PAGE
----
I think if I were in your shoes I would be vexed too.

Pachy's avatar

I agree, your boss and co-workers are horribly remiss for not ackknowledging your mother’s passing. My dad died when I was working for an ad agency many years ago, and I was so grateful that my boss and even his boss came to the funeral. But that was then; nowadays, it seems to me that type of kindness is far rarer—certainly in bigger companies (like the one I work for now), where HR often encourges employees and their managers not to “get personal.”

@LeavesNoTrace, please accept my condolences for your loss.

Bellatrix's avatar

I work for a very large organisations with large sections within it. Relatives of staff have died and former colleagues have died while I have been here. Left to their own devices my boss (and his PA) would not think to send flowers, cards etc. I have on a few occasions taken it upon myself to say ‘We need to send flowers”, “You should attend the funeral”, “Can we please send a card”. It isn’t they don’t care. It’s that they don’t think about it. It doesn’t occur to them. There is no rule book so unless they have been mentored/trained by someone who does see these things as important, they might not even consider it part of their role.

Adirondackwannabe's avatar

This going to sound cold, and I’m not cold. But work is work. They have no obligation to support you in your grief. It’s up to the individuals to step forward. And if it helps at all, I’m so so sorry for your loss. That’s way too young to lose anyone. I lost my Dad when I was 12. It hurts for a long long time.If you want to PM me feel free.

filmfann's avatar

When both of my parents passed, my company did nothing, other than giving me some time off for grieving. I appreciated that, and it’s okay they didn’t send flowers or a card. Sometimes it’s better not to say anything.

marinelife's avatar

You are confusing personal with corporate. Individuals who knew you well enough could have expressed condolences. The business does not have feelings.

Look for comfort from friends and family.

Haleth's avatar

My mom died when I was fifteen, and I agree with @Adirondackwannabe and @marinelife. “The business does not have feelings” is a good way to put it. Comforting someone for the loss of a loved one is a personal gesture, and it’s more meaningful when it’s genuine. A card or flowers from the H.R. department would be empty and hollow.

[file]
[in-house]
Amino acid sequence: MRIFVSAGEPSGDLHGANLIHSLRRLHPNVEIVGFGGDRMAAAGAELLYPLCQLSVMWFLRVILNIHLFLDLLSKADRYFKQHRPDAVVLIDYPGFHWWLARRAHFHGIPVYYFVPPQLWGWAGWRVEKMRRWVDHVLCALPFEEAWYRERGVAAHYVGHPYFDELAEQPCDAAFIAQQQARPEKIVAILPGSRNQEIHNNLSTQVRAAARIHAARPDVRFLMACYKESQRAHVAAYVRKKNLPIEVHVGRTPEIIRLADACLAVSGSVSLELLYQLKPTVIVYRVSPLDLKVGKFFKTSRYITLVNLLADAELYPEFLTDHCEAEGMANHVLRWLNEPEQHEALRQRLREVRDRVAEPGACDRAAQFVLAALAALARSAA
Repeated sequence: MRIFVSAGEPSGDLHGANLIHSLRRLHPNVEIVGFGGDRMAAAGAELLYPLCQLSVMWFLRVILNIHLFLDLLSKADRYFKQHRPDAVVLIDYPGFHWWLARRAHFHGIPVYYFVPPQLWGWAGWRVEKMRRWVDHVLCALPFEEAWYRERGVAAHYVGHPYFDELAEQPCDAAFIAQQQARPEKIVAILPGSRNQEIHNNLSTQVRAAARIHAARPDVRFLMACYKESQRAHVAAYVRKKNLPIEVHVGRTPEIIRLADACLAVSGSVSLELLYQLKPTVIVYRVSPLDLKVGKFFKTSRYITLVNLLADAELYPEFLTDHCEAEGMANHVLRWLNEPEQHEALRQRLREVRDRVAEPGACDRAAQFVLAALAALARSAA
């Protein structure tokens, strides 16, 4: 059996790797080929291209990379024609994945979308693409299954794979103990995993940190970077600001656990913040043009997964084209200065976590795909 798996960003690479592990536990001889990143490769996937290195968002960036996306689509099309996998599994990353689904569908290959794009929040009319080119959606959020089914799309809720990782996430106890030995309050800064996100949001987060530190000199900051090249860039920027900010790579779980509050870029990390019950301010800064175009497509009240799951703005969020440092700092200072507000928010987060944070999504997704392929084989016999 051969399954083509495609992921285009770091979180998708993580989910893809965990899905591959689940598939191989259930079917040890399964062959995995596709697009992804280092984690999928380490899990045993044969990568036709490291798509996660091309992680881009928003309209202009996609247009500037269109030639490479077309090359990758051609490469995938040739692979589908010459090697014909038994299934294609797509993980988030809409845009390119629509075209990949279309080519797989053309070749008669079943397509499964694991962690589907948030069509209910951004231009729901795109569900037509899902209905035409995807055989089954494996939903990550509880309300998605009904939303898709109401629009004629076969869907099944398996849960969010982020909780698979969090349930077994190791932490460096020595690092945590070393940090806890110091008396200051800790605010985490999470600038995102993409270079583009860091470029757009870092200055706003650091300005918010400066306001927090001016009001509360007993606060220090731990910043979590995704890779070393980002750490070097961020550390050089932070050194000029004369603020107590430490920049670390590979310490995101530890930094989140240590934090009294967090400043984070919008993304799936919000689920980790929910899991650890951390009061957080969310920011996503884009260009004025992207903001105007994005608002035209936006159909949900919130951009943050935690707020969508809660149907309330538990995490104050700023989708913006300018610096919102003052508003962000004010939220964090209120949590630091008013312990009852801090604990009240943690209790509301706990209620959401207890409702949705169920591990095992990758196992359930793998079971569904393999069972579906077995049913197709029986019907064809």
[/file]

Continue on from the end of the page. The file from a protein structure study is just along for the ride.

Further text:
JLeslie's avatar

I think it’s odd for your direct boss not to say anything to acknowledge your loss. I personally would not care whether it was verbal or written down in a card or email. Higher up than that I would not expect anything from my company except a few days off. Probably expectations vary depending on the size of the company.

gondwanalon's avatar

I do know how you feel. It doesn’t surprise me that you received no official condolences from your boss. And that is just wrong.

“Oh, I sorry about that” and “ Take the rest of the day off” was what I got from my boss. I thought, “What good would it do to take a half day off from work?” So I just stayed at work. My world had just taken a huge turn for the worse and no one at work really cared.

Good health to you.

burntbonez's avatar

It seems pretty unfeeling. Someone at work should have thought to send a condolence card. But I don’t think it is up to the employer to do anything. You’re just an employee. You don’t count for much. You’re replaceable. Or that’s how most employers treat people.

Hopefully you will find future work at an employer who does care, and who treats people like people. They do exist. But are few and far between. The only people most employers care about are the higher up ones. They’re the ones who get cards and parties when alive, and people at the funerals when dead.

I’m sorry for your loss and sorry that your loss is made harder by the lack of concern from people at work. However, I don’t think this is unusual. People don’t care at work. Only your real friends will do something for you. To the rest, nobody else matters.

antimatter's avatar

Sorry about the loss of your mother.
But I think that’s a bit cold what your boss did.